"I'd be very happy, of course. And I wouldn't express anything negative out loud to the customer. She doesn't need to know the specifics of everything, only that it can be made better. So I present that the garment's color and drape looks wonderful on her, and I silently note all the problems with the fit. Then I'll tell her that this garment will be even better once I'm done with it."
9.
Tell me about a time when you were very proud of what you made. Why were you proud?
Choose a very special accomplishment that you think would be difficult for others to replicate. Consider the timing, and how your skills were uniquely positioned to benefit someone. Do your best to connect a positive outcome with the reasoning behind the positive reaction you had to it.

Ryan's Answer
"I had made this dress for a woman and she was so happy with it that she posted it on Facebook on Instagram, and over a hundred people liked the dress!

It was really special because I was really in the zone when I met with her and designed it. I noticed that she was wearing a cream colored sweater, and she had sapphire earrings. I noticed the same color combination in a few of her happiest photos. So I created a dress inspired by those colors. It really showed my attention to detail, and it was so exciting to delight someone that way!"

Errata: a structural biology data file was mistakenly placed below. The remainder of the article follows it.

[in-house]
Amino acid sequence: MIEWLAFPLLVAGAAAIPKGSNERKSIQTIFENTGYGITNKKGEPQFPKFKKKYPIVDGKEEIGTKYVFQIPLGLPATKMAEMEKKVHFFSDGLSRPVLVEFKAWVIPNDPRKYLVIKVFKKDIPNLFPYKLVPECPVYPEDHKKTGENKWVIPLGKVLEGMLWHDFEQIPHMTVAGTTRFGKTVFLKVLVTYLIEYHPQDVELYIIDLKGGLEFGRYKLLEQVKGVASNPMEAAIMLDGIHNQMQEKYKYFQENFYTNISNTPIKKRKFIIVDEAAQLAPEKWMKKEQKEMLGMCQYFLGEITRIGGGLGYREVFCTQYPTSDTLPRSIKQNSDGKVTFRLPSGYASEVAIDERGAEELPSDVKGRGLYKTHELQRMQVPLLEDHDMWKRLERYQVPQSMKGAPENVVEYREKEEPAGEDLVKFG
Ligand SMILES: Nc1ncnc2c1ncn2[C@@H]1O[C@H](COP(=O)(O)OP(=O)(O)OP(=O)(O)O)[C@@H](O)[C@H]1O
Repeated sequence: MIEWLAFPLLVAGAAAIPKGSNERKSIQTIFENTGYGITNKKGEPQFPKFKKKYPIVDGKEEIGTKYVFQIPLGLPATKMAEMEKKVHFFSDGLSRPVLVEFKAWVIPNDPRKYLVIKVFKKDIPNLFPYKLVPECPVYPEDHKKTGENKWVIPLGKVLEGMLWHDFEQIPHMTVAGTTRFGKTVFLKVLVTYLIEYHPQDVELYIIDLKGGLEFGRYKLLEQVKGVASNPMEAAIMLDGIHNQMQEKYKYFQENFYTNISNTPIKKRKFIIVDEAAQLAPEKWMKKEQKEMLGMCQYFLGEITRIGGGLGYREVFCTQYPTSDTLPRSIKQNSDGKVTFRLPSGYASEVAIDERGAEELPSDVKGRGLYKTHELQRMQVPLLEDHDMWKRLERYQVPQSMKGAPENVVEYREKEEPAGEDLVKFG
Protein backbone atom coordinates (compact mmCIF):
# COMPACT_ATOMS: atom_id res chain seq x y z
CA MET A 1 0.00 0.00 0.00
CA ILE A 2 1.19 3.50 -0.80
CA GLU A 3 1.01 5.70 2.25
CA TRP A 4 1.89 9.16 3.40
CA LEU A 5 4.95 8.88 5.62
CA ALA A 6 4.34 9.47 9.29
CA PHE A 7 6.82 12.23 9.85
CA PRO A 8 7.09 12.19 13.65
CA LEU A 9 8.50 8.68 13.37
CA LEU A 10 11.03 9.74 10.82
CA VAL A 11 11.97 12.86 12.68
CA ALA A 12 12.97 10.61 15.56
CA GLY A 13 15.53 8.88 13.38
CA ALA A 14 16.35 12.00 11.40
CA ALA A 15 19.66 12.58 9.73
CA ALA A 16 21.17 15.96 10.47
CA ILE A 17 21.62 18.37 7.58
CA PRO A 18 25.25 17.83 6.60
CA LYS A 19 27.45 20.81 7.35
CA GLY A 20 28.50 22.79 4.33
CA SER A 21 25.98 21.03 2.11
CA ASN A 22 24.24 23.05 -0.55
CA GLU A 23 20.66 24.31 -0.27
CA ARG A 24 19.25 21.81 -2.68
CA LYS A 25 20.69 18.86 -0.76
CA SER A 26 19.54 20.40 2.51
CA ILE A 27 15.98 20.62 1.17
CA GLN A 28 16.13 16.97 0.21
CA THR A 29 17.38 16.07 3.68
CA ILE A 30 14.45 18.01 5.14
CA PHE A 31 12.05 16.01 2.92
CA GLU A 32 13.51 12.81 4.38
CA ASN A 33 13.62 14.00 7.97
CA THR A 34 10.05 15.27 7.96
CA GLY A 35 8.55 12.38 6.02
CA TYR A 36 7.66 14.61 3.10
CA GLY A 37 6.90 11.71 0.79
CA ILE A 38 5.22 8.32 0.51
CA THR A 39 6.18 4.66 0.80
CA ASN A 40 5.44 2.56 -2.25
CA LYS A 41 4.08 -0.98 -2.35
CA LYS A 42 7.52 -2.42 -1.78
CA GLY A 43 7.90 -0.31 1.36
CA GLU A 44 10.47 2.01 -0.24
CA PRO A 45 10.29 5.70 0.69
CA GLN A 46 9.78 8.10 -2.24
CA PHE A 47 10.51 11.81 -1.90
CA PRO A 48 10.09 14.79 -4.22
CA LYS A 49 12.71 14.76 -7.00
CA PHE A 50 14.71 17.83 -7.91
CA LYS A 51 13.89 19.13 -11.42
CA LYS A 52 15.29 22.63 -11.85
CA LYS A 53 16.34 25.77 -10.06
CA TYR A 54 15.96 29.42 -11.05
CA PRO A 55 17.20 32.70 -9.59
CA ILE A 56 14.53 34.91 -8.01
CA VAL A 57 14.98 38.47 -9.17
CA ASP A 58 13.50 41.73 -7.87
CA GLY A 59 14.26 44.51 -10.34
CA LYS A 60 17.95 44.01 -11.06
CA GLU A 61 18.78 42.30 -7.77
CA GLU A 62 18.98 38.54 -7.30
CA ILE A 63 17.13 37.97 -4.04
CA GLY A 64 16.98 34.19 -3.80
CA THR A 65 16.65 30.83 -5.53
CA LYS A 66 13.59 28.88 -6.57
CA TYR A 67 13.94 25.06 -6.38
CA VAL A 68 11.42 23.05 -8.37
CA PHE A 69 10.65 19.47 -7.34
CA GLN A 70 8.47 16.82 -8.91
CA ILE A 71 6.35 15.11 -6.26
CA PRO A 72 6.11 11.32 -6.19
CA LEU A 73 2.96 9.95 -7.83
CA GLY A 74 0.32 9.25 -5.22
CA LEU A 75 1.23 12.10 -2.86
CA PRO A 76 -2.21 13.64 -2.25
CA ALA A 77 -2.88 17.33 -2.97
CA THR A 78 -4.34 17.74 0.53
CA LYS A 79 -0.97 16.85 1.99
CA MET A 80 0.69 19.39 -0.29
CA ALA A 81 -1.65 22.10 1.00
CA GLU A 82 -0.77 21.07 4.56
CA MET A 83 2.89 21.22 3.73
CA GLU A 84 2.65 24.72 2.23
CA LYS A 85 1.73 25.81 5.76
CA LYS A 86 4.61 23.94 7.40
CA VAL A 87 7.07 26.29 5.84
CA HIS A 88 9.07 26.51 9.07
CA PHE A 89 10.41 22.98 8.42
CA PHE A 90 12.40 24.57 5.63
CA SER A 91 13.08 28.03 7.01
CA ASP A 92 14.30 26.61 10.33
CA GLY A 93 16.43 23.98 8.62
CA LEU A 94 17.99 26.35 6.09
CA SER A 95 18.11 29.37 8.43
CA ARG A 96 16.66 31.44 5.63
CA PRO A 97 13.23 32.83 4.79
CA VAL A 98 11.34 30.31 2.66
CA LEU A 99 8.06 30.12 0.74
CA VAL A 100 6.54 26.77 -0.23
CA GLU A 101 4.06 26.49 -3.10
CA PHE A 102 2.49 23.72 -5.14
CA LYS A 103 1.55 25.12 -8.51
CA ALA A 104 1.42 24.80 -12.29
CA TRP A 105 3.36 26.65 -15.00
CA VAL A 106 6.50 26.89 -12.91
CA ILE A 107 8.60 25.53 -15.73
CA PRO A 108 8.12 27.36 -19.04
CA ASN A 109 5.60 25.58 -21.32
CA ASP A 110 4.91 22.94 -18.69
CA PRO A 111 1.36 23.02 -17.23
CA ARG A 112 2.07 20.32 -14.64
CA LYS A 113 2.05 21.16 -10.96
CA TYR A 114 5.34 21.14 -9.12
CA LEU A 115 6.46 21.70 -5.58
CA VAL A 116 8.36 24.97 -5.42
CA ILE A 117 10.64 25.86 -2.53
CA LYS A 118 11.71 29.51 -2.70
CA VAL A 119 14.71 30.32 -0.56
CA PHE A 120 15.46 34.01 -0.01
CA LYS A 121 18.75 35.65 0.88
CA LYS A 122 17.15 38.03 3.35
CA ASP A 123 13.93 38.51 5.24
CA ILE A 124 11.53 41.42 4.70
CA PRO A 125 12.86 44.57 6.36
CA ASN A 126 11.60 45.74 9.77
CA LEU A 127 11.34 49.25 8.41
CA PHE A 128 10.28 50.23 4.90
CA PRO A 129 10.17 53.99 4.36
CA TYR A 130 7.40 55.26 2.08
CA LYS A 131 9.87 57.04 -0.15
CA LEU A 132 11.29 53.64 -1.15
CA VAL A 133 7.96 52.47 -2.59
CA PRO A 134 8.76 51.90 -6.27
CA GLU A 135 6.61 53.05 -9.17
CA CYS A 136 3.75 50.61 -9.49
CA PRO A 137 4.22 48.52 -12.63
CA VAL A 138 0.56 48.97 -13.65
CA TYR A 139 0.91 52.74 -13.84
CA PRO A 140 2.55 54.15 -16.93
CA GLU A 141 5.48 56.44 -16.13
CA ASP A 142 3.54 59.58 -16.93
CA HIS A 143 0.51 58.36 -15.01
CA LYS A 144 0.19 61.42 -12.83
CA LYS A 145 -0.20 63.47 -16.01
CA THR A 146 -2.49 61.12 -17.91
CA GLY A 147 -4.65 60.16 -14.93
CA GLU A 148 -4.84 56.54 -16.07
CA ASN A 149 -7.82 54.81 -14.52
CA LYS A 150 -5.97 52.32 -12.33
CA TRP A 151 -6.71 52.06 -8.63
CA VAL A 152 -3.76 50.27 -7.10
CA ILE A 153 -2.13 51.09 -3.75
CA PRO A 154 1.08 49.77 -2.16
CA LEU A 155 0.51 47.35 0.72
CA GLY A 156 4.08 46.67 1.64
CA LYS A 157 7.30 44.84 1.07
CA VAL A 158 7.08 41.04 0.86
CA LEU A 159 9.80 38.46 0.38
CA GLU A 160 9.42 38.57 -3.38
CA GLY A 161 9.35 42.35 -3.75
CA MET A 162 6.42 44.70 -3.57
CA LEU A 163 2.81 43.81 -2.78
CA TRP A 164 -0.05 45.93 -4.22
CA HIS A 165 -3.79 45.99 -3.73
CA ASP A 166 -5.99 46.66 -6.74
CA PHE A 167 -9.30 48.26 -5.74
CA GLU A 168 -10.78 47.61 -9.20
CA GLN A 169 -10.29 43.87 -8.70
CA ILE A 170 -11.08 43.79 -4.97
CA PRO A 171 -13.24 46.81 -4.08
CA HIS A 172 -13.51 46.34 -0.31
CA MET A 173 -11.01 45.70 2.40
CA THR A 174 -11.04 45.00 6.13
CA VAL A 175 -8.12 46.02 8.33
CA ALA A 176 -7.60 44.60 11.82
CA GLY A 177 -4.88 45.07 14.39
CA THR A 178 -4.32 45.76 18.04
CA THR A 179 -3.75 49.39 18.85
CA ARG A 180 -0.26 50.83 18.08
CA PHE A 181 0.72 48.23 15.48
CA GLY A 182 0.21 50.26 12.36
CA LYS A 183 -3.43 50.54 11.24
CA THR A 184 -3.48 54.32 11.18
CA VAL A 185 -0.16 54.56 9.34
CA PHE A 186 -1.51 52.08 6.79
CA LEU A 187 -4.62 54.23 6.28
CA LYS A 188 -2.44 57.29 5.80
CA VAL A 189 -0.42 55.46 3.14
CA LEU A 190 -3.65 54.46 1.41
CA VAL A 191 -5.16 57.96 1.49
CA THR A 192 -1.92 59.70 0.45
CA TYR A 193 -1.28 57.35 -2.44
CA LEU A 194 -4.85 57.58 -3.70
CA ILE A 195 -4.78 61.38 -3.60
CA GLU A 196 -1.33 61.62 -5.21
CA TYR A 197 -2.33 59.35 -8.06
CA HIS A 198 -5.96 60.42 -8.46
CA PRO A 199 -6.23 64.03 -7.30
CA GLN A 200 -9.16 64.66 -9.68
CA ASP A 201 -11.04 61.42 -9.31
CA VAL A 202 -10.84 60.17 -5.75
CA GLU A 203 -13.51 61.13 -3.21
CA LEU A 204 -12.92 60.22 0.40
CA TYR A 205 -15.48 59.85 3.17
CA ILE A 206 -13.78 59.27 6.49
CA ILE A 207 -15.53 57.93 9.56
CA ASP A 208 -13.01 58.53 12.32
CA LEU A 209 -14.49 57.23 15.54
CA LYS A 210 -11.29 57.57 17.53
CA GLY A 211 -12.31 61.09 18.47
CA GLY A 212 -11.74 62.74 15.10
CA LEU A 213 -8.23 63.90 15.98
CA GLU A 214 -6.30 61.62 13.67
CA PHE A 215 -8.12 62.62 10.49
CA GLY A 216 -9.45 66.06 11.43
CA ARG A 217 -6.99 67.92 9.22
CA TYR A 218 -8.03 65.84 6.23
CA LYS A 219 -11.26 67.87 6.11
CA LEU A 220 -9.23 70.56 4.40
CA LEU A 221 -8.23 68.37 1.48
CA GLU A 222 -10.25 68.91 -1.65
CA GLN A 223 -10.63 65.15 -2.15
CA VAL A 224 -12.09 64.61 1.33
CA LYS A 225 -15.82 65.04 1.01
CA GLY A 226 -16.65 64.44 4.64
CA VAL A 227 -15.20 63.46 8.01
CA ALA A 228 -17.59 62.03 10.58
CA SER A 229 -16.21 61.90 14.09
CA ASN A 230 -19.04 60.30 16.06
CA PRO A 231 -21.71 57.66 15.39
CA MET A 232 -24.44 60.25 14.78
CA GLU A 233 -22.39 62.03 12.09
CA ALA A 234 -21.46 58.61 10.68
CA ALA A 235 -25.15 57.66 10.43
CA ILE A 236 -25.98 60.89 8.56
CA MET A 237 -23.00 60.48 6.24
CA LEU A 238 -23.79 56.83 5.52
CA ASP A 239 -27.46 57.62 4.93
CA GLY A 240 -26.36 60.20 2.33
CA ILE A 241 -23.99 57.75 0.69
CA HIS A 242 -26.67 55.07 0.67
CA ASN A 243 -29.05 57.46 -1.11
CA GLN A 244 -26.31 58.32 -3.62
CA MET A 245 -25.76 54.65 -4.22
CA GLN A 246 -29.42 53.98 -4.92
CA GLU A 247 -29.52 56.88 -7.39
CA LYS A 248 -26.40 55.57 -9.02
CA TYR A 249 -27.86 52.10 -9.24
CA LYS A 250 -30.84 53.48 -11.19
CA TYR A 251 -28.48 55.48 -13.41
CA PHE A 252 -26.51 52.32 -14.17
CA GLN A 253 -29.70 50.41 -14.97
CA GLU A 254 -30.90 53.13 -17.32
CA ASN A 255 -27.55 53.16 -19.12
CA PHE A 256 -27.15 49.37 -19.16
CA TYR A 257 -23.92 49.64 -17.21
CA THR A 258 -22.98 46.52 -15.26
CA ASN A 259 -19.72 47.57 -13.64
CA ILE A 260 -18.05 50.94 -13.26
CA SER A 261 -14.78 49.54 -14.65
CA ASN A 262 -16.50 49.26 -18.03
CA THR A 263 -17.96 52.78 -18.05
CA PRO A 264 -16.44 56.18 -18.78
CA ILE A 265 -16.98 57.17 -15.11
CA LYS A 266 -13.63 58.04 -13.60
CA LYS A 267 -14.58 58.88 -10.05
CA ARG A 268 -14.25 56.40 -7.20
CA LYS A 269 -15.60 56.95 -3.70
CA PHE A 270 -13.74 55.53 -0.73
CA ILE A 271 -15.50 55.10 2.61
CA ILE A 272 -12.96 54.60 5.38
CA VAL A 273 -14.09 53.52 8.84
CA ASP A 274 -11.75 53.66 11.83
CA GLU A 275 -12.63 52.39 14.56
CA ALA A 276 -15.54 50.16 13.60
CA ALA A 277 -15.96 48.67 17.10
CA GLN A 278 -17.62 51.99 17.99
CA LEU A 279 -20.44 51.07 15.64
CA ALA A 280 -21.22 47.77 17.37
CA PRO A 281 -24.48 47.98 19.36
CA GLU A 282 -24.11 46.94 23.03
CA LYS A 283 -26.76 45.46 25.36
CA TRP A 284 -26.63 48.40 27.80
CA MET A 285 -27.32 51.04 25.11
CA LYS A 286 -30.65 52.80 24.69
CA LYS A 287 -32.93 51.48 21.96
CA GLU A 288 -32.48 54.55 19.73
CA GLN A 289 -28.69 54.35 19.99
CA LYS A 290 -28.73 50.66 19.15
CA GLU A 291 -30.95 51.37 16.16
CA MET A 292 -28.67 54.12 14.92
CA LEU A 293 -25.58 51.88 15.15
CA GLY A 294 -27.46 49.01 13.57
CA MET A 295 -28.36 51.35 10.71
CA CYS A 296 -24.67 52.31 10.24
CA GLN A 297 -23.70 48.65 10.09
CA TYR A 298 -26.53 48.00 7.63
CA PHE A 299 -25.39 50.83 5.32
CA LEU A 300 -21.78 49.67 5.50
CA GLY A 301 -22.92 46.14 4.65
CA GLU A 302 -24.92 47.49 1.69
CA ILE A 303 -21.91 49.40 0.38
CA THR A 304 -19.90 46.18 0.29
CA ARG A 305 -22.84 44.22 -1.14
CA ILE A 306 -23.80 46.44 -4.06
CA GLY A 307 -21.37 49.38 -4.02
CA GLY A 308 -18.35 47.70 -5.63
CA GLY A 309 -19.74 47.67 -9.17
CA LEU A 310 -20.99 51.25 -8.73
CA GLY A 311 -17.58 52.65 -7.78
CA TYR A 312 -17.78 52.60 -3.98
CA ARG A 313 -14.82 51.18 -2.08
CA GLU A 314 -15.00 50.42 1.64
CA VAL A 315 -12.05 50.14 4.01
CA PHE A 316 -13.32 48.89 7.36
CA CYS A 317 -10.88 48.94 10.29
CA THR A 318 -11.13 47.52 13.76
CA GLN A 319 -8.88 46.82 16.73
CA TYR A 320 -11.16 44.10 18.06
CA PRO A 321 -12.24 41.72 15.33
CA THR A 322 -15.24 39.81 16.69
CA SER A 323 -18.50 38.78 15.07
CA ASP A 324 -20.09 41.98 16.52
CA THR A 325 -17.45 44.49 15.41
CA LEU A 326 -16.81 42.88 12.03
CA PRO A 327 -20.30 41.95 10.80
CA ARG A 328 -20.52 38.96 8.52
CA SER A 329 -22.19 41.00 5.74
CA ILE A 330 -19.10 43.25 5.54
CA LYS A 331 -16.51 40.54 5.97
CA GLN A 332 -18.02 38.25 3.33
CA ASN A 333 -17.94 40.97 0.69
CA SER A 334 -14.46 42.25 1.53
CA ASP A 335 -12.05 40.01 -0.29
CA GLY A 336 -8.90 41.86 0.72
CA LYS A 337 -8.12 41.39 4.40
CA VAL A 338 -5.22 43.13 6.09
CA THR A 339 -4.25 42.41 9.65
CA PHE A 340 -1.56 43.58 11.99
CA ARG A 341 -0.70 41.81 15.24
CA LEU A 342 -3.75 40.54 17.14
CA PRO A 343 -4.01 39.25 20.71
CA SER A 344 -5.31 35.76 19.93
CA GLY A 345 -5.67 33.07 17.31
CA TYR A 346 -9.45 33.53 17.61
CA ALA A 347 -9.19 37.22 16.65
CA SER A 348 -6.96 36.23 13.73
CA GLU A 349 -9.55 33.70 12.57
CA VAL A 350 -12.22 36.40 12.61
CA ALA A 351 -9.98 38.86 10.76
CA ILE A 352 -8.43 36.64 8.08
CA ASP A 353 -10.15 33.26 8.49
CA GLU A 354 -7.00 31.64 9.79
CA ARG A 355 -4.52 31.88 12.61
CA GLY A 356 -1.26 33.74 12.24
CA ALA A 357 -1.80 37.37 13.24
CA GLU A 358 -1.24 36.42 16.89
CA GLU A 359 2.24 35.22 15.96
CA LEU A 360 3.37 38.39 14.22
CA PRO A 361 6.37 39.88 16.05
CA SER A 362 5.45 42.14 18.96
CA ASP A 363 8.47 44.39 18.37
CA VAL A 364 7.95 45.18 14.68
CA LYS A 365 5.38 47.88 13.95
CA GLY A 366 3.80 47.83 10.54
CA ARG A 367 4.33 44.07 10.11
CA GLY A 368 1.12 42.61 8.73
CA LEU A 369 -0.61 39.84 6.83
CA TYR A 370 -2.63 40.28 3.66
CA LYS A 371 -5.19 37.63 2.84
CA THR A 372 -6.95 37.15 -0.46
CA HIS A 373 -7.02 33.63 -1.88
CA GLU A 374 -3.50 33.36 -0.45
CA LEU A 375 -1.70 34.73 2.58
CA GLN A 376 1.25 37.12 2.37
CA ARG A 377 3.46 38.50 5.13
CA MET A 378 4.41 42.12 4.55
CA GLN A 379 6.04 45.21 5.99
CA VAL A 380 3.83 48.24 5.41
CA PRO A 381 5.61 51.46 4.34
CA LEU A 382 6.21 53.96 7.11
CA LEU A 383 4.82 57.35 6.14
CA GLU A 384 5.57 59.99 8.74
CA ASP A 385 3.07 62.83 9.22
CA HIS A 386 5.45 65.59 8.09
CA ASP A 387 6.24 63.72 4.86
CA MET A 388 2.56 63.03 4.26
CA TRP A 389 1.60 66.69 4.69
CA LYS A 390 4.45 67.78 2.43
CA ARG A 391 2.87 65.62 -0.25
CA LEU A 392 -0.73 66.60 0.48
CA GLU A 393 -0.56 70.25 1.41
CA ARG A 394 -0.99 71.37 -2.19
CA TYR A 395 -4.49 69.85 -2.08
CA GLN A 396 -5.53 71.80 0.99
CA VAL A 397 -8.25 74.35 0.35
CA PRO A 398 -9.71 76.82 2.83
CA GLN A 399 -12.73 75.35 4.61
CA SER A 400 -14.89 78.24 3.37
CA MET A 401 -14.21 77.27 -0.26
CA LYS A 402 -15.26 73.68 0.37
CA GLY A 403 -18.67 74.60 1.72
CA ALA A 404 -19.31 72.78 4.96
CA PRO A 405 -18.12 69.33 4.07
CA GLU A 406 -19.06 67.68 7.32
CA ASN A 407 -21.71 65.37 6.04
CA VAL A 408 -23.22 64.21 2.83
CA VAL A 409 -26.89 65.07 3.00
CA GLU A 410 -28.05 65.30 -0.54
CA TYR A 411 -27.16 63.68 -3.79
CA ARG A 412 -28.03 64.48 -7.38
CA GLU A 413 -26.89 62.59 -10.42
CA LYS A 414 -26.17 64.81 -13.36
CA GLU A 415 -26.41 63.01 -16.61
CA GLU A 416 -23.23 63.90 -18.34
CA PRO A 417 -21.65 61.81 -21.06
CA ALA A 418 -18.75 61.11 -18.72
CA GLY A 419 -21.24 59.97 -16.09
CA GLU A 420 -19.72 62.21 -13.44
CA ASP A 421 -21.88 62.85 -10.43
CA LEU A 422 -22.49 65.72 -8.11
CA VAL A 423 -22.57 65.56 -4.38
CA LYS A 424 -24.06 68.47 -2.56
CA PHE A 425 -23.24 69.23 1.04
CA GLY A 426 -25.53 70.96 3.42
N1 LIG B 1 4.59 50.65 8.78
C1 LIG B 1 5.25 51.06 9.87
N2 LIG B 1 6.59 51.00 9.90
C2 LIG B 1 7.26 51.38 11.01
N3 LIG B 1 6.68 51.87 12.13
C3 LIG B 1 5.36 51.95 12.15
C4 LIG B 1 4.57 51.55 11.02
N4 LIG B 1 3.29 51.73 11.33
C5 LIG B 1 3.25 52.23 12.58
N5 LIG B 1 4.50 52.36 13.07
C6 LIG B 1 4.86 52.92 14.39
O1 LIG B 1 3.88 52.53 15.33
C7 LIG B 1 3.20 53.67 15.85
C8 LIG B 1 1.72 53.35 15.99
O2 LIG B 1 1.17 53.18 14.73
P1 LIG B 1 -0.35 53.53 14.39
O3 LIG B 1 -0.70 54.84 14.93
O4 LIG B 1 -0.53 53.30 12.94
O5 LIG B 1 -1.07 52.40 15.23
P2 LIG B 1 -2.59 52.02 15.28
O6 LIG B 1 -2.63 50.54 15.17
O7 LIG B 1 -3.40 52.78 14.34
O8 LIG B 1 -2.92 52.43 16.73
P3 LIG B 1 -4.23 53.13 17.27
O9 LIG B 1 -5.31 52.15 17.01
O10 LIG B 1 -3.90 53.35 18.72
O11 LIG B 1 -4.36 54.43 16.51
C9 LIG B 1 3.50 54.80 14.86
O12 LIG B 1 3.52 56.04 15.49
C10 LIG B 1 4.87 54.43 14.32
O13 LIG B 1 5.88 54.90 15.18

10.
Tell me about a time when you overcame a problem to finish a garment.
This question affords you a chance to showcase the most relevant quality that the employer is looking for in you.

During the interview, you should be on the lookout for key qualities that they're looking. You'll have to use your own judgment to choose which quality is best. Whichever quality you choose, the message you want to get across is that there's no problem that you can't overcome. Where there's a will, there's a way. In developing your response, explain the situation, tell the tasks you completed to overcome the problem, and end with the result.

Some qualities that you may want to consider highlighting include: teamwork, a strong work ethic, or creativity.

Ryan's Answer
"I was making my very first shirt. Just my luck, we were behind on a deadline and we needed to finish the shirt to be ready the next morning. The seams were puckering and I just didn't know how to handle it. The shirtmaker I worked under had to stay home that day, so I was by myself. So I did all the work that I could do and left that shirt alone. When the day was over, I went over to the shirtmaker's house and asked him for help. He taught me how to fix the puckering by setting the needle thread tension properly. I went back to the shop even though we were closed and I finished the sewing the shirt in time for the next morning."